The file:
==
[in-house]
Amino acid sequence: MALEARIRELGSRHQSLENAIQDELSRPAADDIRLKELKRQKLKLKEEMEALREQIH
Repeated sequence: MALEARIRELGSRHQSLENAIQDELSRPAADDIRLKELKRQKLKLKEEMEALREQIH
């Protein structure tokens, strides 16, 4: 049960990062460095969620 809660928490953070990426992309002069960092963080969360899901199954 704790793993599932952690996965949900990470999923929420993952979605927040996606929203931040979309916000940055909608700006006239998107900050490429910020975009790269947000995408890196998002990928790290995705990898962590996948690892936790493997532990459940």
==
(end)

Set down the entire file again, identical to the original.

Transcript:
[in-house]
Amino acid sequence: MALEARIRELGSRHQSLENAIQDELSRPAADDIRLKELKRQKLKLKEEMEALREQIH
Repeated sequence: MALEARIRELGSRHQSLENAIQDELSRPAADDIRLKELKRQKLKLKEEMEALREQIH
């Protein structure tokens, strides 16, 4: 049960990062460095969620 809660928490953070990426992309002069960092963080969360899901199954 704790793993599932952690996965949900990470999923929420993952979605927040996606929203931040979309916000940055909608700006006239998107900050490429910020975009790269947000995408890196998002990928790290995705990898962590996948690892936790493997532990459940």